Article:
The basic principle of the Pelton turbine and spear valve can be demonstrated and the various measurements allow the following operating characteristics to be determined, graphically:

 

Output Torque v rotor speed

 

Output Power v rotor speed

Overall Efficiency v rotor speed

 

Specification

               

Item

Value

Speed range

0 to 2000 r.p.m.

Break power

10 Watts

Pressure gauge range

0 to 25 m H2 O

Force balance range

0 to 10 N ×0.1 N

Number of pelton buckets

16

Diameter of pelton wheel

123 mm

 

 

 

 


SERIES/PARALLEL PUMP CHARACTERISTICS

 

The equipment is used in conjunction with the sump tank and volumetric tank on F1- 10 to demonstrate the head / flow characteristics of a single centrifugal pump. The F1-26 is used in conjunction with the pump on F1-10 to demonstrate the characteristics of two similar pumps when connected in series or parallel.

 

The accessory pump is mounted on a support frame that is designed to be positioned on the floor beside the hydraulics bench. The feet are adjustable, so that the assembly can be levelled. Two pressure gauges are mounted on the pump, one at the inlet and one at the outlet.

 

The pump is driven by an AC motor with a separate switch to turn the motor On or Off.

 

The discharge manifold supplied with F1-26 attaches to the weir carrier at the end of the moulded channel of the hydraulics bench, using the thumb nuts supplied. The manifold incorporates a pressure gauge and a flow control valve, with a discharge pipe that empties into the volumetric tank of the hydraulics bench. Flexible tubing and pipe clips are supplied to allow the pumps to be connected for single, series or parallel pump operation.

 

The adapter supplied allows connection to the bench pump via the inlet in the bed of the hydraulics bench channel (the bench pump outlet) without the restriction of the quick release fitting.

 

The separate orifice plate is used when operating the pumps in parallel, to measure the high flow rates generated. This orifice plate is fitted into the drain outlet in the base of the volumetric tank after raising the sealing ball and weight. Flow rate may then be determined from the water level scale on the side of the tank using a table provided in the experimental procedure.

    Datum to manifold gauge hd = 0.960 m

    Datum to Outlet Gauge  hd = 0.170 m

    Datum to Inlet Gauge hd = 0.020 m

    Datum to Bench pump Inlet hd = 0.240 m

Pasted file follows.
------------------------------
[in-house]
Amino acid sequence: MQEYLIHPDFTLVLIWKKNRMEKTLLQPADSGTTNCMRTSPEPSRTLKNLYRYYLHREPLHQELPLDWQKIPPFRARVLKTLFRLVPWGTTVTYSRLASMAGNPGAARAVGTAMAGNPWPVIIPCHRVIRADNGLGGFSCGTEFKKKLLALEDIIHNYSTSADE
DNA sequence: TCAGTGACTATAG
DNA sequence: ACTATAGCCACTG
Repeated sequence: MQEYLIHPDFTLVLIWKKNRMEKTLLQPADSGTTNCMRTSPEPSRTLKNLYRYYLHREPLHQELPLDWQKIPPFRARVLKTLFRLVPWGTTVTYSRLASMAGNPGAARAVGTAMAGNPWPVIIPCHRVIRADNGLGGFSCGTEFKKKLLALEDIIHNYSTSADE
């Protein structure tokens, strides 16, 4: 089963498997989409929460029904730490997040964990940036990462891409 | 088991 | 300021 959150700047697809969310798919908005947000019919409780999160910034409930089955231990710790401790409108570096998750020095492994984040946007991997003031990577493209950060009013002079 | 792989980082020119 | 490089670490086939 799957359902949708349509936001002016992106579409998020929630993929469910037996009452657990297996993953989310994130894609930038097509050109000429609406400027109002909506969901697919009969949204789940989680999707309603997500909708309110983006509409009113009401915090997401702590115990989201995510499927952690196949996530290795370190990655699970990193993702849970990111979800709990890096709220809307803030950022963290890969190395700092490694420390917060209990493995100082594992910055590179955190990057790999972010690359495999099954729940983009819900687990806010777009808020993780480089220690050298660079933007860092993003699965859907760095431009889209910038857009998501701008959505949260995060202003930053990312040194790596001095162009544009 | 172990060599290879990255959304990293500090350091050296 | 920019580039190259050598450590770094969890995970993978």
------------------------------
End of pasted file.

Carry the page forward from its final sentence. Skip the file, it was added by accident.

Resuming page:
CENTRIFUGAL PUMP CHARACTERISTICS

 

The F1-27 is used in conjunction with the sump tank and volumetric tank on F1-10 to demonstrate the characteristics of a single centrifugal pump. The F1-27 is used in conjunction with the pump on F1-10 to demonstrate the characteristics of two similar pumps when connected in series or parallel.

 

The accessory pump is mounted on a support frame that is designed to be positioned on the floor beside the hydraulics bench. The feet are adjustable, so that the assembly can be levelled. Two pressure gauges are mounted on the pump, one at the inlet and one at the outlet.

 

 

The pump is driven by an AC motor. The speed of the motor is controlled through an inverter mounted on the support frame, and the electrical voltage and current may be displayed on the inverter display to determine the motor power.

 

The discharge manifold supplied with F1-27 attaches to the weir carrier at the end of the moulded channel of the hydraulics bench, using the thumb nuts supplied. The manifold incorporates a pressure gauge and a flow control valve, with a discharge pipe that empties into the volumetric tank of the hydraulics bench. Flexible tubing and pipe clips are supplied to allow the pumps to be connected for single, series or parallel pump operation.

 

The adapter supplied allows connection to the bench pump via the inlet in the bed of the hydraulics bench channel (the bench pump outlet) without the restriction of the quick release fitting.

 

The separate orifice plate is used when operating, the pumps in parallel, to measure the high flow rates generated. This orifice plate is fitted into the drain outlet in the base of the volumetric tank after raising the sealing ball and weight. Flow rate may then be determined from the water level scale on the side of the tank using a table provided in the experimental procedure

 

SPECIFICATION

Datum to manifold gauge hd = 0.960 m

 Datum to Outlet Gauge hd = 0.170 m

 Datum to Inlet Gauge hd = 0.020 m

 Datum to Bench pump Inlet hd = 0.240 m


CAVITATION DEMONSTRATION

 

The test section incorporates a Venturi-shaped profile inside. Water enters the test section at relatively low velocity then, as the cross section contracts towards the throat, the velocity of the water increases and the static pressure falls in accordance with the Bernoulli equation. As the flow of water is increased the sub-atmospheric pressure at the throat causes free and dissolved gasses to be released as bubbles in the liquid. As the flow is increased further the pressure continues to. fall at the throat until a limit is reached that corresponds to the vapour pressure of the liquid (the actual pressure depending on the temperature of the liquid). At this condition small bubbles of vapour are formed in the liquid at the throat. These bubbles collapse violently as the pressure rises again in the downstream expansion of the test section. This process is called Cavitation and can be regarded as one of the most destructive forces created in a liquid system – the large amounts of energy released resulting in erosion of even the hardest metal surfaces in real applications such as valve seats, propeller blades etc. Any further increase in the flow of liquid causes an increase in the Cavitation (the pressure cannot reduce any further than the vapour pressure of the liquid).

 

  • Venture-shaped test section

 

  • Flexible connections

 

  • Diaphragm valve

 

  • Ball valve

 

  • Bourdon gauges

 

  • Support plate